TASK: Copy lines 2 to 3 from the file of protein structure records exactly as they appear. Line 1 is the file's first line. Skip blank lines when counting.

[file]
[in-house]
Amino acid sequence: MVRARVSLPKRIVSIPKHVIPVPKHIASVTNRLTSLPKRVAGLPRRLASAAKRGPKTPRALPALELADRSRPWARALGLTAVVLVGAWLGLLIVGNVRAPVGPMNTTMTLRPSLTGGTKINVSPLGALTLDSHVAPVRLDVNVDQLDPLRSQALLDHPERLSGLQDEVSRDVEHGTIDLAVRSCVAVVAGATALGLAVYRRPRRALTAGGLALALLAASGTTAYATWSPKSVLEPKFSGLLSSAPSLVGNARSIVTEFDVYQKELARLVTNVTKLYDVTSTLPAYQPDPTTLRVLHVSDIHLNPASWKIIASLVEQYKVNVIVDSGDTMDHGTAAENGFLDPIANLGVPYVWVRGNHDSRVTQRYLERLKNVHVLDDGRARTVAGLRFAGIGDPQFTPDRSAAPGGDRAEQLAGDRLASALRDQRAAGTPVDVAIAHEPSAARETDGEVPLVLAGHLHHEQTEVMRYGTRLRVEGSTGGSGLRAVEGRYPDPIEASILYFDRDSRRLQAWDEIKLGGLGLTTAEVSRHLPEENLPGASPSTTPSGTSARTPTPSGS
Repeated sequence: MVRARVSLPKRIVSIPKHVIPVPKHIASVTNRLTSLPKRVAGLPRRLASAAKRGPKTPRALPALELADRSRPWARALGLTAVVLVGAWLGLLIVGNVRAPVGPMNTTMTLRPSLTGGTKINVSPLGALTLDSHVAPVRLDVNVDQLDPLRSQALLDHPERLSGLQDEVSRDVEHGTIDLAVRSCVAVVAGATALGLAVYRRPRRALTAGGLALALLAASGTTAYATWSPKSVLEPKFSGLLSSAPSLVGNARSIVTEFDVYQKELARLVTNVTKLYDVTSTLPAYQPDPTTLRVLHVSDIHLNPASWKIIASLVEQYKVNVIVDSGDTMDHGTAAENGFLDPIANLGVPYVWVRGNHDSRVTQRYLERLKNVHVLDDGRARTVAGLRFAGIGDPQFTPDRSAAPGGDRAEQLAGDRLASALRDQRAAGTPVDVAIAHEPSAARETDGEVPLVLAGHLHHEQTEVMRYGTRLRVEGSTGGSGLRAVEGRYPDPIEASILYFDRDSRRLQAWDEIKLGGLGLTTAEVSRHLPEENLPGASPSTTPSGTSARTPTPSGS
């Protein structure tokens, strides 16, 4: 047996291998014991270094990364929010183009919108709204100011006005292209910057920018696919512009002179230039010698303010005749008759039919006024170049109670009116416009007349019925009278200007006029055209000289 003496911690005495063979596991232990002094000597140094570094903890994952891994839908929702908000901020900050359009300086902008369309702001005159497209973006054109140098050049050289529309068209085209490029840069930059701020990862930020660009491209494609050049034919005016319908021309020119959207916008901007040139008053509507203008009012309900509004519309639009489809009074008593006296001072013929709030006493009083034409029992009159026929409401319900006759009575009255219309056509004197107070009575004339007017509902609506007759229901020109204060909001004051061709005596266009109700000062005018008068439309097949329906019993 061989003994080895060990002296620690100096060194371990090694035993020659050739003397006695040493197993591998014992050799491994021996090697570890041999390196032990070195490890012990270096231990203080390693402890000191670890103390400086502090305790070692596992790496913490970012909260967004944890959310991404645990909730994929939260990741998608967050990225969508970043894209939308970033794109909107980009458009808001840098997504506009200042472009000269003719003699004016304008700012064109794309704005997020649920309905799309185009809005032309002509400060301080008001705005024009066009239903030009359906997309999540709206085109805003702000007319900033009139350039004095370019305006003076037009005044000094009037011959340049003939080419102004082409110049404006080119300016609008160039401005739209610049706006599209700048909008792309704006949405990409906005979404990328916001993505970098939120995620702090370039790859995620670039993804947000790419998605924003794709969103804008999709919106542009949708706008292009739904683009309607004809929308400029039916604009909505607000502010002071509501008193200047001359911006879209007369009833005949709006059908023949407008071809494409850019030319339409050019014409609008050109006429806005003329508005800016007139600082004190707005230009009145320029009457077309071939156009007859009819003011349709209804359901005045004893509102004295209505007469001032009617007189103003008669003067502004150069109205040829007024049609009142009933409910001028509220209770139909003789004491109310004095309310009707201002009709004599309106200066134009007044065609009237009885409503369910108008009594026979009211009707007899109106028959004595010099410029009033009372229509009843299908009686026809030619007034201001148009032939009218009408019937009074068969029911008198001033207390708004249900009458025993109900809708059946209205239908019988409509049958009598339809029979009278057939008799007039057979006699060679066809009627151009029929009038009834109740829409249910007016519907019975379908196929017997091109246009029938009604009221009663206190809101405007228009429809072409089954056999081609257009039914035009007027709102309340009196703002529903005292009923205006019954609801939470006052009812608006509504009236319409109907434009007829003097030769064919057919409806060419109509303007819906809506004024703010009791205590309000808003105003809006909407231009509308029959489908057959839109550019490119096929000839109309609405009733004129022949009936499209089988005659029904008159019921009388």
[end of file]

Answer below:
Amino acid sequence: MVRARVSLPKRIVSIPKHVIPVPKHIASVTNRLTSLPKRVAGLPRRLASAAKRGPKTPRALPALELADRSRPWARALGLTAVVLVGAWLGLLIVGNVRAPVGPMNTTMTLRPSLTGGTKINVSPLGALTLDSHVAPVRLDVNVDQLDPLRSQALLDHPERLSGLQDEVSRDVEHGTIDLAVRSCVAVVAGATALGLAVYRRPRRALTAGGLALALLAASGTTAYATWSPKSVLEPKFSGLLSSAPSLVGNARSIVTEFDVYQKELARLVTNVTKLYDVTSTLPAYQPDPTTLRVLHVSDIHLNPASWKIIASLVEQYKVNVIVDSGDTMDHGTAAENGFLDPIANLGVPYVWVRGNHDSRVTQRYLERLKNVHVLDDGRARTVAGLRFAGIGDPQFTPDRSAAPGGDRAEQLAGDRLASALRDQRAAGTPVDVAIAHEPSAARETDGEVPLVLAGHLHHEQTEVMRYGTRLRVEGSTGGSGLRAVEGRYPDPIEASILYFDRDSRRLQAWDEIKLGGLGLTTAEVSRHLPEENLPGASPSTTPSGTSARTPTPSGS
Repeated sequence: MVRARVSLPKRIVSIPKHVIPVPKHIASVTNRLTSLPKRVAGLPRRLASAAKRGPKTPRALPALELADRSRPWARALGLTAVVLVGAWLGLLIVGNVRAPVGPMNTTMTLRPSLTGGTKINVSPLGALTLDSHVAPVRLDVNVDQLDPLRSQALLDHPERLSGLQDEVSRDVEHGTIDLAVRSCVAVVAGATALGLAVYRRPRRALTAGGLALALLAASGTTAYATWSPKSVLEPKFSGLLSSAPSLVGNARSIVTEFDVYQKELARLVTNVTKLYDVTSTLPAYQPDPTTLRVLHVSDIHLNPASWKIIASLVEQYKVNVIVDSGDTMDHGTAAENGFLDPIANLGVPYVWVRGNHDSRVTQRYLERLKNVHVLDDGRARTVAGLRFAGIGDPQFTPDRSAAPGGDRAEQLAGDRLASALRDQRAAGTPVDVAIAHEPSAARETDGEVPLVLAGHLHHEQTEVMRYGTRLRVEGSTGGSGLRAVEGRYPDPIEASILYFDRDSRRLQAWDEIKLGGLGLTTAEVSRHLPEENLPGASPSTTPSGTSARTPTPSGS